Article image
Article image
Article image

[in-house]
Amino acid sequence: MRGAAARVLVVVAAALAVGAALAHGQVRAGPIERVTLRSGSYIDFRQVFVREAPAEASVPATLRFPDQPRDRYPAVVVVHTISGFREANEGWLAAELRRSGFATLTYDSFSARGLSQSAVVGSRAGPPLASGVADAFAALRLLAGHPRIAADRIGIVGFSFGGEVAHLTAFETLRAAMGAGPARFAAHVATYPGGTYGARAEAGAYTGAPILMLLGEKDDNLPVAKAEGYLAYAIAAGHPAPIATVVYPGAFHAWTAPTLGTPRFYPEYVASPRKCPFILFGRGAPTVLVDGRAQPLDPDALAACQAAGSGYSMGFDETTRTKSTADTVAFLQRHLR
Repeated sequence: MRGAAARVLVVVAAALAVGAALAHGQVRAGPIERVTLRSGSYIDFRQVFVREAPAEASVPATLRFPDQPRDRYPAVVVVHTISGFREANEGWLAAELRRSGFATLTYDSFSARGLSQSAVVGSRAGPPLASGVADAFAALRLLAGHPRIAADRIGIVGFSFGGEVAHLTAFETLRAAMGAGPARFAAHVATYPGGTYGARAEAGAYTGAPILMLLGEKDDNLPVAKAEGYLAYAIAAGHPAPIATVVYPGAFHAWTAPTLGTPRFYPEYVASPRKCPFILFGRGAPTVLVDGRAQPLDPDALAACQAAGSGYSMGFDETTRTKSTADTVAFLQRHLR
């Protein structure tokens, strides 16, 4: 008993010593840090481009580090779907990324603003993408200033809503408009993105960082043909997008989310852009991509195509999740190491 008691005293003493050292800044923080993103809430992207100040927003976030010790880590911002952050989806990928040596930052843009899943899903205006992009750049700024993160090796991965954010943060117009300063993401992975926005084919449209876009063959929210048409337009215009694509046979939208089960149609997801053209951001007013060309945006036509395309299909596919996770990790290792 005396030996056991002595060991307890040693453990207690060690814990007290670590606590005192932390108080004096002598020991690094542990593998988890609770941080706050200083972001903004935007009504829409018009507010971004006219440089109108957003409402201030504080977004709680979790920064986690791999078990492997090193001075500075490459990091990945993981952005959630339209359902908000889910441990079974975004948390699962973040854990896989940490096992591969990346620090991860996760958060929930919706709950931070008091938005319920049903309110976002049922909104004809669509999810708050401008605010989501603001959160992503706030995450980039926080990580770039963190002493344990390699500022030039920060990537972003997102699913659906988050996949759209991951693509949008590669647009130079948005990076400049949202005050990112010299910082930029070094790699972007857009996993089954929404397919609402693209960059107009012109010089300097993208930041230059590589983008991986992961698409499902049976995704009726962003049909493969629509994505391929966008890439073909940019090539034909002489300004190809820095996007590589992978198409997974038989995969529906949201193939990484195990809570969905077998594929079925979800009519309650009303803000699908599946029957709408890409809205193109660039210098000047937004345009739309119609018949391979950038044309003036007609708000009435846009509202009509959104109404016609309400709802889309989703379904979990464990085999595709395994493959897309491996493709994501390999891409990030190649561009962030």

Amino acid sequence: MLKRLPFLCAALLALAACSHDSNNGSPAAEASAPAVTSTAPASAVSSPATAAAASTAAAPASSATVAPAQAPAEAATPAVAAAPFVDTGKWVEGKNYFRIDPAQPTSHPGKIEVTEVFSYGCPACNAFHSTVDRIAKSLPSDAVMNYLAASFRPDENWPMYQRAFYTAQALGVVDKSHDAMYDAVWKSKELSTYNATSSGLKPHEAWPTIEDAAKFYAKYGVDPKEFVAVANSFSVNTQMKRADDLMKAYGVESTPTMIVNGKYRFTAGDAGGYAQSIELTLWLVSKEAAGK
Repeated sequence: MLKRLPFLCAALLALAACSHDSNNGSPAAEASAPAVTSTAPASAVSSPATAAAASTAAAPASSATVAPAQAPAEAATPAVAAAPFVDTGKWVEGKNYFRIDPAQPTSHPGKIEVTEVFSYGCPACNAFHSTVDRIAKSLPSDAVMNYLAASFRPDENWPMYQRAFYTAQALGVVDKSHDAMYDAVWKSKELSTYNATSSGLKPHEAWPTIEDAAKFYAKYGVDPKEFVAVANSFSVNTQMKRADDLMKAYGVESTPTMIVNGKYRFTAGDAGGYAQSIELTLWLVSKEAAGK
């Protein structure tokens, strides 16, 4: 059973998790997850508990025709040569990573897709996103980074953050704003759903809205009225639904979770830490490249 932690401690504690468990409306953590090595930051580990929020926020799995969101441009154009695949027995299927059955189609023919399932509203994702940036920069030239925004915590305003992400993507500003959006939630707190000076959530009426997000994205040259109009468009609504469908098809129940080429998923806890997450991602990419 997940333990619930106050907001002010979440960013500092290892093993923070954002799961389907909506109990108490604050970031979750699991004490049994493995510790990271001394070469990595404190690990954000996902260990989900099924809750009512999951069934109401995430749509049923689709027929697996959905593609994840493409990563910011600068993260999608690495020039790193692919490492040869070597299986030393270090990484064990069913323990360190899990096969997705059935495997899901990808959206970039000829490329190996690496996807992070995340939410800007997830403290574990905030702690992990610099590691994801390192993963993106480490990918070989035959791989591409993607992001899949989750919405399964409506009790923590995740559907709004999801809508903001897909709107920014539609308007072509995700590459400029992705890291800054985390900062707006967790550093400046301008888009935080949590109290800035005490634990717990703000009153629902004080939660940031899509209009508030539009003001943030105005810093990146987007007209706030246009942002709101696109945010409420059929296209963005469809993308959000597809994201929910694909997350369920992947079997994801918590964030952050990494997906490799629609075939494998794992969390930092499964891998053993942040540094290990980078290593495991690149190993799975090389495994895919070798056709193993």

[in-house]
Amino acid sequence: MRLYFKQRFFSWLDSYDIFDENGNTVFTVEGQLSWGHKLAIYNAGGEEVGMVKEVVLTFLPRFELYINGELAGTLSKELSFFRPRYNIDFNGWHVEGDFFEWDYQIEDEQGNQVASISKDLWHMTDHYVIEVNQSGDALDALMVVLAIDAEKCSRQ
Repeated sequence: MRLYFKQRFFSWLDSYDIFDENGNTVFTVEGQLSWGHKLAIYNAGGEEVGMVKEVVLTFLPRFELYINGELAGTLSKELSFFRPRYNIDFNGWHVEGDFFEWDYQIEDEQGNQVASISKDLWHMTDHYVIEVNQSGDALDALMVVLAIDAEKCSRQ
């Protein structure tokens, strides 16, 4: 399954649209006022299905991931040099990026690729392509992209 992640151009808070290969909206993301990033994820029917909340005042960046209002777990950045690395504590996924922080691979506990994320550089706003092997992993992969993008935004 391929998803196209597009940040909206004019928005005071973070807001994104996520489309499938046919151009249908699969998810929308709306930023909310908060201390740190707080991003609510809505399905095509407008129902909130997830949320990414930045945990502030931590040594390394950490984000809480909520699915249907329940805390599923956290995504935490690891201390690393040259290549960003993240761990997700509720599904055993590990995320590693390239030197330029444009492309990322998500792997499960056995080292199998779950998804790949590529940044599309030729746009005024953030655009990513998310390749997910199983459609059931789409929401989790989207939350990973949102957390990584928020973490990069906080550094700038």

This article displays in one automatically-generated column. View the full page to see article in its original form.